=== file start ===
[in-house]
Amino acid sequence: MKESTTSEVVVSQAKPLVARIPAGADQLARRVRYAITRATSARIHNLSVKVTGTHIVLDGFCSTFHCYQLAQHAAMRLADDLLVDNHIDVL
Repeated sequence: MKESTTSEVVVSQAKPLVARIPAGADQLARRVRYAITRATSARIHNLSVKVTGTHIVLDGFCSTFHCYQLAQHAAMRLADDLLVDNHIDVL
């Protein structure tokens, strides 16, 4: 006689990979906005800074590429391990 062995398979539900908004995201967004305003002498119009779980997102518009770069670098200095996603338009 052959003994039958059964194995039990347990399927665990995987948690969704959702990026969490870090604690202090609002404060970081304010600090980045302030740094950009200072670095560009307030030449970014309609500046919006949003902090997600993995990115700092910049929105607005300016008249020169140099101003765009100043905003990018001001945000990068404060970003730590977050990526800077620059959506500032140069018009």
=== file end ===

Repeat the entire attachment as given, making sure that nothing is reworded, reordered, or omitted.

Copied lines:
[in-house]
Amino acid sequence: MKESTTSEVVVSQAKPLVARIPAGADQLARRVRYAITRATSARIHNLSVKVTGTHIVLDGFCSTFHCYQLAQHAAMRLADDLLVDNHIDVL
Repeated sequence: MKESTTSEVVVSQAKPLVARIPAGADQLARRVRYAITRATSARIHNLSVKVTGTHIVLDGFCSTFHCYQLAQHAAMRLADDLLVDNHIDVL
């Protein structure tokens, strides 16, 4: 006689990979906005800074590429391990 062995398979539900908004995201967004305003002498119009779980997102518009770069670098200095996603338009 052959003994039958059964194995039990347990399927665990995987948690969704959702990026969490870090604690202090609002404060970081304010600090980045302030740094950009200072670095560009307030030449970014309609500046919006949003902090997600993995990115700092910049929105607005300016008249020169140099101003765009100043905003990018001001945000990068404060970003730590977050990526800077620059959506500032140069018009």